“Diagnosing dental patients for sleep apnoea”

The most important step in establishing a practice in oral appliance therapy for snoring and sleep apnoea is having a simple and efficient method for organising sleep studies for dental patients. In the following article, I answer some of the questions I commonly get asked by dentists.


Q: Is a sleep study the only way to diagnose sleep apnoea?

A: Yes. Although there are many instances in which you can be quite sure that a patient has sleep apnoea based on their report and history, there are other conditions that can mimic the symptoms, and therefore the only way of achieving a definitive diagnosis is with a sleep study.


Sleep physicians are particularly interested in the level of sleep apnoea present as this determines the optimal treatment and how it’s managed. It is not possible to determine the severity of sleep apnoea just from the signs and symptoms.


Q: I understand there are sleep studies that could be done by an overnight stay in hospital, and ones that can be done in the patient’s own home. Which might be best for my dental patient?

A: Traditionally sleep studies have been done by an overnight stay in the hospital with various parameters of sleep measured with sensors, including blood oxygen, airflow, levels of snoring, body position, stage of sleep etc.


In recent years sleep studies are mostly done by the patient taking a diagnostic unit home for use when sleeping. A home sleep study is far more preferred by patients and they get results that replicate their usual sleep. With the advent of technology, home sleep studies are considered very close in accuracy to those done in a hospital setting.


Q: Do we have to do a sleep study on every single patient before making an appliance? What about a patient who only snores, is not tired or sleepy, has no medical problems and is not overweight?

A: If a patient regularly snores then sleep physicians will generally do a sleep study, even if the patient has no other signs or symptoms of sleep apnoea. It is well recognised that there is often not a great correlation between sleep apnoea and signs or symptoms, and it is possible to have a patient who has severe sleep apnoea yet is not particularly tired.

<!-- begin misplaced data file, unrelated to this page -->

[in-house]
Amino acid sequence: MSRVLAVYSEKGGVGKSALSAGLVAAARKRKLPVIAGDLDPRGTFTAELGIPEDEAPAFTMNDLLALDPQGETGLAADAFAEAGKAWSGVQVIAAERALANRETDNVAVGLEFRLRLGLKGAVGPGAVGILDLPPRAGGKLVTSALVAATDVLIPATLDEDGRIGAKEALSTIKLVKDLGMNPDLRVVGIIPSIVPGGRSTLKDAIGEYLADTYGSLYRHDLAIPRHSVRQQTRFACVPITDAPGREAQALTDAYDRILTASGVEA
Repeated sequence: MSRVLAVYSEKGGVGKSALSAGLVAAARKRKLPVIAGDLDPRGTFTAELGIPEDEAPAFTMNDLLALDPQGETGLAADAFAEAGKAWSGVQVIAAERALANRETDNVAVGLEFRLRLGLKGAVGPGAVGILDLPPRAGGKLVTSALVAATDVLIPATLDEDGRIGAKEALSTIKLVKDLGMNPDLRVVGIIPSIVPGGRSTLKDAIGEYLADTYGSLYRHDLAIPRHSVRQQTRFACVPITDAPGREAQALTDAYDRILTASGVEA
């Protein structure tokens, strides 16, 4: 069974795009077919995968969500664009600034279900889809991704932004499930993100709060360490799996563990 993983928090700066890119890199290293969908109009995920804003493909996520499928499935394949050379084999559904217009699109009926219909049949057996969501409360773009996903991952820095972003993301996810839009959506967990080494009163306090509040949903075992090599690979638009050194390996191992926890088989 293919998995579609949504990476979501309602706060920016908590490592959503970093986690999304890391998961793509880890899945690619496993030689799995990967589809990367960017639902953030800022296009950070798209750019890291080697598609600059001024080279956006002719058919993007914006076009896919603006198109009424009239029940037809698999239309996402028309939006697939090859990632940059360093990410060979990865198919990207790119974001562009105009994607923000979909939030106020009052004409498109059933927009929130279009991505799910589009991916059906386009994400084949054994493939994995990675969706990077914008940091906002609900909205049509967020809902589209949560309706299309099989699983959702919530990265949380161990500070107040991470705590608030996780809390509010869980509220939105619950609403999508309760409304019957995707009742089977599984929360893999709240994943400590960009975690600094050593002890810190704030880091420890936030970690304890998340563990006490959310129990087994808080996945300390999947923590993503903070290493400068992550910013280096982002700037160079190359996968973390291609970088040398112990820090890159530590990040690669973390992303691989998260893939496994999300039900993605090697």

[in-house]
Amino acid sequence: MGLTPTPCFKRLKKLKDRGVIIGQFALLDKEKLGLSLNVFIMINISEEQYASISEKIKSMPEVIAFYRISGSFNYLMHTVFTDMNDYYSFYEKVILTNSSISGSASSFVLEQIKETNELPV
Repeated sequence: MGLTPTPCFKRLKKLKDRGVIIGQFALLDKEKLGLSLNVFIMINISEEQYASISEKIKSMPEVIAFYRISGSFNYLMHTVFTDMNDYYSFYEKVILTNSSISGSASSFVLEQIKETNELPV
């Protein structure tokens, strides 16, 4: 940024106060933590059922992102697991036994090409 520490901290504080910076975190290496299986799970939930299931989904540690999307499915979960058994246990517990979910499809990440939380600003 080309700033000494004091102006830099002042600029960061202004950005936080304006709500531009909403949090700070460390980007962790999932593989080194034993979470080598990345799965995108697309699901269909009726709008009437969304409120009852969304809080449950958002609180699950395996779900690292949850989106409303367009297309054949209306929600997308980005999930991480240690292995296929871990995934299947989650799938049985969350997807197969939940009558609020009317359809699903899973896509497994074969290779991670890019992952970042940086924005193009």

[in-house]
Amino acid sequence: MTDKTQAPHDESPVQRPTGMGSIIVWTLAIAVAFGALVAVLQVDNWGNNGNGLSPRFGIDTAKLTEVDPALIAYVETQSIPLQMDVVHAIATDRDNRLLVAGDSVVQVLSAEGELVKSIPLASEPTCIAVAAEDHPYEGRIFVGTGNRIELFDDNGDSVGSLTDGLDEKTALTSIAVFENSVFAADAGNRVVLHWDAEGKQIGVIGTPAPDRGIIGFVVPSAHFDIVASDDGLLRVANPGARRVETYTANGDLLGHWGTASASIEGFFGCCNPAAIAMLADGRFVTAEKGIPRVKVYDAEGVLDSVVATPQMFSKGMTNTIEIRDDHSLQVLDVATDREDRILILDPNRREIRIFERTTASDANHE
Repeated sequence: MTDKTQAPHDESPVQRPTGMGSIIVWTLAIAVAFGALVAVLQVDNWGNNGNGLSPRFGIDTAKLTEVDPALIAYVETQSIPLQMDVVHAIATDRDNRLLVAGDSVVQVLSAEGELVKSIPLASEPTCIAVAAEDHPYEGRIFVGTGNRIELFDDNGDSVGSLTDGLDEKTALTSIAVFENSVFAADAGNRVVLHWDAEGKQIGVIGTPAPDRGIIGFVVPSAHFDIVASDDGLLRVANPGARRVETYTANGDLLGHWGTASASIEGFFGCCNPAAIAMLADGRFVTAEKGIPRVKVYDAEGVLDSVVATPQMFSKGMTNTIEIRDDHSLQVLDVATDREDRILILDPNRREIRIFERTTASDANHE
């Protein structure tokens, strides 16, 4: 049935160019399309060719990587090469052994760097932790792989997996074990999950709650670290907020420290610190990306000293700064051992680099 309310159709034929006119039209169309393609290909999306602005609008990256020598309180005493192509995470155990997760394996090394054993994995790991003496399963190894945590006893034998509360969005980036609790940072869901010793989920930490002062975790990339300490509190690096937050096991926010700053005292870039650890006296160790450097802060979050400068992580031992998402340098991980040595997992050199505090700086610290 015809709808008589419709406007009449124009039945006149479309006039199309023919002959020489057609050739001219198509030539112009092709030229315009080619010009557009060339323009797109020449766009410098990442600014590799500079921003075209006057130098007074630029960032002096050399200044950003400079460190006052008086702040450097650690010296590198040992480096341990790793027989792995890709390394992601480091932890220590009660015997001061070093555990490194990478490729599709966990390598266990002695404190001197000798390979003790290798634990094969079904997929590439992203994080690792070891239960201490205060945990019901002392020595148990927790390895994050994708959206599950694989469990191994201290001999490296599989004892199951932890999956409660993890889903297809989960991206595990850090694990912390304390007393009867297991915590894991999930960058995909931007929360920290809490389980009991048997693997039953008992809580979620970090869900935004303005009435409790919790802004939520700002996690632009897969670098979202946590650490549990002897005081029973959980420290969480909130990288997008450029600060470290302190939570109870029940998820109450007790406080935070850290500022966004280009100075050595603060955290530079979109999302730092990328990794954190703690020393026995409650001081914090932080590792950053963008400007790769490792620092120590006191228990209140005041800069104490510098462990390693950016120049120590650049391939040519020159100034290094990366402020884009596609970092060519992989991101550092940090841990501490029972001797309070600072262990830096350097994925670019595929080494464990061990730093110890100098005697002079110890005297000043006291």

Snoring is a sign of some degree of obstruction, and it is important that a dentist does not proceed with an oral appliance without a sleep study or at least an assessment by a sleep physician.


Q: Often it’s obvious that the patient does have sleep apnoea as they snore loudly, they have been seen to stop breathing and they are quite tired during the day despite getting at least seven hours of sleep. What is the point then of doing a sleep study?

A: It’s true that often it is obvious that the patient does have sleep apnoea. However what’s most important about the sleep study is to know the severity of the sleep apnoea – whether it is mild, moderate or severe. The level of sleep apnoea will determine the best treatment option. It will also determine the potential health consequences of their sleep apnoea and the importance of complying with treatment. If the patient is using an oral appliance the level of severity will determine whether a follow-up sleep study is required while the patient is sleeping with the appliance.


Q: Why has getting a patient diagnosed with sleep apnoea been such a barrier for dentists?

A: For a patient to be able to claim Medicare rebates, a dentist cannot refer them for a sleep study, or refer them directly to a sleep physician. The referral needs to go via a GP. This adds extra steps and complicates the process and you often lose the patient in the system. Most of the time the patient gives up out of frustration or just gets offered the CPAP machine, or told to lose weight by someone who doesn’t understand oral appliances. You’ll be lucky if you see the patient again for their sleep problem.

Q: What is the best method for a dentist to use in diagnosing their patients?

A: We are utilising an extremely efficient and cost effective system in which a diagnostic sleep unit is couriered to the patient’s home. The patient also has a Telehealth consultation with a sleep physician and the results of the sleep study, and the Telehealth consultation, are sent to the dentist.
The results include a diagnosis as well as treatment recommendations, which may include an oral appliance for the majority of patients diagnosed with sleep apnoea.

by Dr Harry Ball

BDSc LDS (Melb) M Counsel. (Lat.) Grad Dip Counsell. & HS (Lat.)

Past co-chairperson dental sleep medicine council of the Australasian Sleep Association.
Co-Director SleepWise Clinic and 3D Sleep